Date   

moderated Re: AOL problem

Randy Thomson
 

Oops. I meant to redact the original message, and groups.io removed a lot of formatting, so the message below is sort of confusing. I’m turning it into unformatted text and manually formatting.
------------------------------

From: main@beta.groups.io <main@beta.groups.io> On Behalf Of Randy Thomson via Groups.Io
Sent: Wednesday, May 9, 2018 11:01 PM
To: main@beta.groups.io
Subject: Re: [beta] AOL problem

J_Catlady,

Assuming it works as expected (or maybe not),
1. Email is sent by mailto:xyzzy@groups.io (aka groups.io/xyzzy).
2. Mail is received at destination email server.
3. Mail is examined by server and determined to be spam.
4. Mail server
a. Either marks message as spam or does not mark as spam
And
b. Either delivers it to the Inbox or to a Spam folder, or, heaven forbid, just doesn’t deliver it, in which case you’re *OL.
c. Then either
i. Sends spam report to groups.io, or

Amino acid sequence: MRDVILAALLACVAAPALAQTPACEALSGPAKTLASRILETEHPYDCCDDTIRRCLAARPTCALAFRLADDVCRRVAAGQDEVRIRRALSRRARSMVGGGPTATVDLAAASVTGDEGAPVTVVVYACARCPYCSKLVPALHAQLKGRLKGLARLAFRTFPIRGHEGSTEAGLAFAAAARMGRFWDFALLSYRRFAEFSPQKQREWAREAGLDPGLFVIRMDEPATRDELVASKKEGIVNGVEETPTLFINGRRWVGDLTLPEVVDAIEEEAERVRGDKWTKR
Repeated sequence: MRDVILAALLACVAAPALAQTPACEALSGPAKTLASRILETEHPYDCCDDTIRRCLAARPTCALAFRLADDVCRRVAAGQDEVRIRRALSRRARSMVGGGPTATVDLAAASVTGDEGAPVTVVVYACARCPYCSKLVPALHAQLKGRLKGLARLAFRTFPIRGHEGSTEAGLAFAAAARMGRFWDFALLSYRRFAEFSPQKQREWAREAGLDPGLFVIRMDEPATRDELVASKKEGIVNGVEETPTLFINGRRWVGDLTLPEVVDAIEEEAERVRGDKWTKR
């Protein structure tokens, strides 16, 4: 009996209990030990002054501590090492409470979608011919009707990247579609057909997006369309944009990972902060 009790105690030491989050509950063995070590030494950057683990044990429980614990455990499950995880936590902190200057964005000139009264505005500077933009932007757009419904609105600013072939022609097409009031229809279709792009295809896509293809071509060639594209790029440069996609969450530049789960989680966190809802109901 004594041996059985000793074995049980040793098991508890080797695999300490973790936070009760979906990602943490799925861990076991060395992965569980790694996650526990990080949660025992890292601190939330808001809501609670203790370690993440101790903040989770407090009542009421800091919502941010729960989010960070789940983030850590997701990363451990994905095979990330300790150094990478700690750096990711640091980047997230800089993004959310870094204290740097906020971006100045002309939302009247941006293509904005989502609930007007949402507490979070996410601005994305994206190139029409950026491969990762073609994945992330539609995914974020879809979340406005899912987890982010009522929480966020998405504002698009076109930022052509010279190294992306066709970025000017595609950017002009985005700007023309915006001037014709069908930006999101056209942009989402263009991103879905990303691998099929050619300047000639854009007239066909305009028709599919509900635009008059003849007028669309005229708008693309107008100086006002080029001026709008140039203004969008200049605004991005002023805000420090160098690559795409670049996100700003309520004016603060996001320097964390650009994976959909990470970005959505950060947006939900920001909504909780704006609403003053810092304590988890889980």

ii. Does not send spam report to groups.io.
5. Assuming 4.c.i., Groups.io receives spam report
a. Groups.io automatically unsubscribes member
b. Groups.io sends notice of unsubscription with resubscribe link to member.
6. If mail goes to
a. inbox, then member receives messages and takes appropriate resubscribe action.
b. Spam folder
i. Member notices “I haven’t received any messages from xyzzy lately, I wonder what happened.”
ii. Member thinks “I wonder if it’s being treated as spam.” And checks spam folder.
iii. Wallah! There it is.
7. Member designates mail as not spam, or better yet designates sending domain as safe, and moves mail to inbox.
8. Member re-subscribes using link in second email message.

All is well, and future emails are received.

There are multiple permutations, additions, deletions and variations on the above depending upon
1. Mail server behavior
2. Mail recipient behavior

So the answer to the question

what's to then prevent the same thing from happening as before

is that, assuming the mail server takes expected action and the recipient takes the proper action to designate messages from mailto:xyzzy@groups.io as safe email, future messages will no longer be treated as spam and will be delivered appropriately.

Since the behavior of neither the email server nor (especially) the recipient is fully predictable, the process cannot be totally reliable, but (fingers crossed) may work most of the time.